for my Vireya
have a Vireya rhodo Tropical Glow in a container plant in a semi
shaded area and is about 1 m high. I would like to know when is
the best time to prune back the plant and how, so it can continue
to bloom. Also, I sometimes notice some of the green leaves partially
go brown. How can I remedy this? When repotting indoor plants, is
there a general rule when you can trim the roots and by how much?
I have a very healthy ponytail and peace lily that require replanting.
rhododendrons are generally very rewarding plants to grow, producing
large numbers of brightly coloured flowers. However, they do have
a tendency to become quite long and leggy. Vireyas really benefit
from a good hard prune, just as long as you know what you are doing.
If you start when the
plant is young, and pinch out the growing tips of branches, you
will encourage the growth of more branches further down the plant.
This will result in a bushier plant and more flowers in the long
run, although it will probably delay the first flowers.
If however, your plant
is a little older, and has already become straggly, then remedial
action is required. Pruning can be done at any time of the year
in warmer parts of the country, but avoid pruning in cold conditions.
Some growers recommend late spring and early summer after flowering
has finished. Prune to just above a healthy whorl of leaves at the
desired height. If extensive pruning is required, you may want to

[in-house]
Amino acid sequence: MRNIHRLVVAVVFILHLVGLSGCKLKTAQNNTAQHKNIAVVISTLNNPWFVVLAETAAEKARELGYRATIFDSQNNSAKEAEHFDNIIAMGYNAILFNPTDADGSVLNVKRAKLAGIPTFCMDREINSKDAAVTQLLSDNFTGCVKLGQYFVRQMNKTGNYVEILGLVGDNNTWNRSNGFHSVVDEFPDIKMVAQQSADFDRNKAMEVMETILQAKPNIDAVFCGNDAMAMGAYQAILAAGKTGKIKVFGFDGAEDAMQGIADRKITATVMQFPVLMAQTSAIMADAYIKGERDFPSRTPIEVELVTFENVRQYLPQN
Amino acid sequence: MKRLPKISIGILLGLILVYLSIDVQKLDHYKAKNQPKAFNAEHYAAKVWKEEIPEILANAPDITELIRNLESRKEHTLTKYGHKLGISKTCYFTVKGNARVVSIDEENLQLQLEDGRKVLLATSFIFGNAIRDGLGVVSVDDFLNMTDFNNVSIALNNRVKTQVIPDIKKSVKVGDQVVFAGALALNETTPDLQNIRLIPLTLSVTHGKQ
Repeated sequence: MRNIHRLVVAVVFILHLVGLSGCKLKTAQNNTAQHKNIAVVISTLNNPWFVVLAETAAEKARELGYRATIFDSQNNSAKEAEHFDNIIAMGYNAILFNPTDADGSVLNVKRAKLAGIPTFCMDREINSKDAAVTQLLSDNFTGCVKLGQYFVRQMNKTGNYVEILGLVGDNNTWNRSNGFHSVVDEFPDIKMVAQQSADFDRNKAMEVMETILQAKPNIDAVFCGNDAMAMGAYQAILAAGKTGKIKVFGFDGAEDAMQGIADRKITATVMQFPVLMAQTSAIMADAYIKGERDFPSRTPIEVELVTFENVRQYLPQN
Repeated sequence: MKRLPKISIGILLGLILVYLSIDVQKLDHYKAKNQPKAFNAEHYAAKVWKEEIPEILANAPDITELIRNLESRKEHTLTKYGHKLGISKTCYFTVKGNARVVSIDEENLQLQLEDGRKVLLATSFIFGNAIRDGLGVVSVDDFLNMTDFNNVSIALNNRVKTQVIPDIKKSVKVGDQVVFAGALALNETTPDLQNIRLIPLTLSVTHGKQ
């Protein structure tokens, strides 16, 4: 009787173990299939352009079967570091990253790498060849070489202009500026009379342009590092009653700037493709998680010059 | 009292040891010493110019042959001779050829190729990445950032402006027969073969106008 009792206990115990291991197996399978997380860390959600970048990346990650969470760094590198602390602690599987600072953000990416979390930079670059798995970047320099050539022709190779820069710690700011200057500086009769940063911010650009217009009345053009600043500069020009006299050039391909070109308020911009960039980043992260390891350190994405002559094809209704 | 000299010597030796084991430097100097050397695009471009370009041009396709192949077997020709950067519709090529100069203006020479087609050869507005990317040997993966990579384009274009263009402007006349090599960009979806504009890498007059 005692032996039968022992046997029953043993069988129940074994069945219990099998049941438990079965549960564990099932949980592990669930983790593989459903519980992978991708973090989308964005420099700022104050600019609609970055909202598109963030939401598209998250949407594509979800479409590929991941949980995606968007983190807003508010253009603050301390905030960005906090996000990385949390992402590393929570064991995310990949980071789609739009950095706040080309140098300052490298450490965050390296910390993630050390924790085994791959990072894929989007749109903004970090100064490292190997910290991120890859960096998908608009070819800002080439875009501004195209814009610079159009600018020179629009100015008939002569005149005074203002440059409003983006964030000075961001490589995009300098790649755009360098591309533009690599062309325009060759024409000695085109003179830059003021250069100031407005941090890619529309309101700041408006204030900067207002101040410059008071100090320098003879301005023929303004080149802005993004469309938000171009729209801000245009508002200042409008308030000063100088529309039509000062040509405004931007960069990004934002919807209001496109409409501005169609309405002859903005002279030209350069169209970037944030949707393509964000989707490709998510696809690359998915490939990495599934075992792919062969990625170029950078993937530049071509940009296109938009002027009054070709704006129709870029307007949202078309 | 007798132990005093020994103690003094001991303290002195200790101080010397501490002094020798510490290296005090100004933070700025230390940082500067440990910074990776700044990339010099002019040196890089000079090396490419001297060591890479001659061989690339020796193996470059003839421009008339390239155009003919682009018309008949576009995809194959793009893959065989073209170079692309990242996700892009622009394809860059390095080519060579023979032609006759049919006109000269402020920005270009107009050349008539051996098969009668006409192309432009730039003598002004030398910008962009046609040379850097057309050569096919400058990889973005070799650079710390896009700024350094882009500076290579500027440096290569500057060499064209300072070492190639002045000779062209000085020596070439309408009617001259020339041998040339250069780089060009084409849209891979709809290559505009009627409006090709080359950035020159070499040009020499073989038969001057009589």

do it over a longer period of time rather than all at once, to allow
the plant to recover. After flowering, remove spent flowers and
Healthy and happy plants
tend to be bushier so make sure your vireya is in well-drained
soil with lots of bark or other fibrous material. Vireyas prefer
semi-shaded conditions, but the more light they have, the bushier
they will be.
As for the leaves going
brown, this could be due to erratic watering (either too much or
not enough), poor drainage (vireyas do not like to sit in clay and
much prefer very free-draining mixes with lots of bark), or possibly
a fungal disease such as powdery mildew or an attack by thrips.
I suggest you start by looking at the medium your plant is in and
your watering regime. Then check the leaves for signs of a fungus,
or of insect damage (which might include silvering or bronzing).
If either of these are the case, then spray with an appropriate
With regard to repotting
indoor plants, I would not trim the roots at all, just repot your
plants in pots the next size up. Ponytail palms (Beaucarnia recurvata)
and peace lilies (Spathiphyllum) both repot well, although
the ponytail palm requires very free-draining potting mix.
by Dr Dan Blanchon from Unitec's Diploma in Sustainable Horticulture and Bachelor
of Resource Management.
with permission from NZOOM Home and Garden content,
from the previous
The views expressed here are not necessarily those of the RNZIH